A Year of Reading – Part 2

On Tuesday, I posted books read between January and June 2014. Today I’ve included those from the balance of the year using the same rating scheme: GR = good read, several caveats; ER = excellent, few caveats; OR = outstanding; DNF = did not finish; NMT = not my type; LR = light, enjoyable read.

Jul The Miniaturist Jessie Burton OR Atmospheric, set in 17th century Amsterdam; review for Washington Independent Review of Books
The Invention of Wings Sue Monk Kidd ER Begins in 19th century Charleston when Sarah Grimke is given Hetty to be her handmaid
The Shadow of War Stewart Binns GR HNS article on WWI novels; confused by too many story threads
Aug A Cool & Lonely Courage Susan Ottaway GR HNS review; non-fiction; too linear, too many extraneous details
The Queen’s Exiles Barbara Kyle LR Drama set in Tudor times; part of Thornleigh stories
Certainty Victor Bevine ER HNS review; great character study and court drama
Voyage of Strangers Elizabeth Zevlin GR HNS review; set during Columbus’s time; too slow
Sep Devil’s Cave Martin Walker LR Detective Bruno mystery set in France
GI Brides Duncan Barrett & Nuala Calvi GR HNS review; non-fiction
Oct The Divine Sarah Arthur Gold & Robert Fizdale ER Biography of Sarah Bernhardt
The Yellow Birds Kevin Powers GR Book club; soldier returned from Iraq; fragmented non-linear structure
An Invisible Thread Laura Schoff NMT Book club; Too sappy for me
The Summer Queen Elizabeth Chadwick OR Superb; first in a series on Eleanor of Aquitaine
The Lewis Man Peter May ER High suspense mystery
Gray Mountain John Grisham GR Disappointing for a Grisham novel; a rant on the coal industry
Never Forget Angela Petch GR WWII & present day; set in Italy
Nov The Husband’s Secret Liane Moriarty ER Book club; Slow start followed by great build up to surprising climax
The Course of Honour Lindsey Davis ER Set in ancient Rome
Dec Arctic Summer Damon Galgut GR HNS review; fictional biography of E.M. Forster
Stormbird Conn Iggulden ER First in series on the Wars of the Roses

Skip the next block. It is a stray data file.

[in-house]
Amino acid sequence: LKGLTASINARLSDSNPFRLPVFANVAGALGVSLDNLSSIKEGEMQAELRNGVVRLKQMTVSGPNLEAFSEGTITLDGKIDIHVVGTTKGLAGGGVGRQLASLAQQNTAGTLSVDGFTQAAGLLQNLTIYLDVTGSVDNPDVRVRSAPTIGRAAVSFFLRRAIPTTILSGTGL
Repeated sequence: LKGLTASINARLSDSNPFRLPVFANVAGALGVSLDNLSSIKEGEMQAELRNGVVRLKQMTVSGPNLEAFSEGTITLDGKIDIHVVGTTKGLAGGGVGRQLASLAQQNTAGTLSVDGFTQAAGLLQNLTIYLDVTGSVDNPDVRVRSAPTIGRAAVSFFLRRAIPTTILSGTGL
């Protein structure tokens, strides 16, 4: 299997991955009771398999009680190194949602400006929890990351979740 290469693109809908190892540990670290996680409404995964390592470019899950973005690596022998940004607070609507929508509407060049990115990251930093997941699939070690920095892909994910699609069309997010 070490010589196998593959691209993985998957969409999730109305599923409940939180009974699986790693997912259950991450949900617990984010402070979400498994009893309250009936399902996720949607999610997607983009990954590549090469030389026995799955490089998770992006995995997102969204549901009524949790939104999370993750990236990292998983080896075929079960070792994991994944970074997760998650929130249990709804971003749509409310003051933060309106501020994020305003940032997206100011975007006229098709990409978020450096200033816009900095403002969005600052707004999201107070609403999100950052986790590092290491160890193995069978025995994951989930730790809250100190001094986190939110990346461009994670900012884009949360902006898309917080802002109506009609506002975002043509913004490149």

Me Before You Jojo Moyes LR Book club; A bit too sappy and predictable
Wild Cheryl Strayed ER Non-fiction; occasional slow bits but a page-turner

Good news, I received two books for Christmas: Penelope Fitzgerald – a biography of this writer by Hermione Lee and Firebird by Susanna Kearsley. And the mail just delivered Sisters of Heart and Snow by Margaret Dilloway to be reviewed for the Historical Novel Society. Hopefully 2015 will also be a year full of books.

What were your favourites from 2014? Any idea of how many you read last year?

M.K. Tod writes historical fiction and blogs about all aspects of the genre at A Writer of History. Her latest novel, LIES TOLD IN SILENCE is set in WWI France and is available in paperback from Amazon and in e-book formats from AmazonNookKoboGoogle Play and iTunes. Mary can be contacted on Facebook, Twitter and Goodreads.

14 thoughts on “A Year of Reading – Part 2”

  1. The Minaturist is on my TBR list. Don’t let Me Before You put you off JoJo Moyes. It’s my least favourite of hers. Try The Girl You Left Behind (WWI) or Ship of Brides (WWII)

  2. I see I reviewed 123 books I started to read on Amazon last year including some great 5 star books I read in previous years and found again. Not easy to reclassify these in your format. Reflecting back not an outstanding year for new first time reading. Nothing came close on fiction reading to Garden of the Evening Mists read in 2013. Outstanding two books in 2014 were anthologies – Reading A Little Aloud – one for adults and another for children. Pure magic. Best light read by far – The Silkworm, Best semi fiction – Regeneration. Enjoyed self published books by you – Lies Told in Silence, Calvin Hedley’s Turning Point and two books by Tony Riches – Warwick and Secret Diaries of Eleanor Cobham.. These held their own well against The Children Act and Sense of an Ending by established heavy weight authors. Best non fiction – The Prisoner List and related Chalker Illustrations. Twenty or so books started and not finished. Let us see what turns up in 2015.

    1. 123 books – wow, that’s amazing Alexander. Congrats on your dedication. Many thanks for your kind comment about LTIS. I have the Children Act and must get busy reading it. Must also read one of Tony Riches’s novels.

      1. I have just completed a new post in my Writing and Reading for Pleasure series on Mick Rooney’s TIPM with the subject “A picture is worth a thousand Words.” While drafting the post it struck me I recall books mainly in pictures of scenes created by the authors as well as memorable characters and a global memory of the overall story. How do you and other readers on your web site blog recall the books they read?

        1. A really good question, Alexander. I often forget what I’ve read until I see the book cover or read a quick synopsis of the book. What lingers for me is a general impression of whether I felt immersed in the story and characters or not. Very hard for me to recall specifics.

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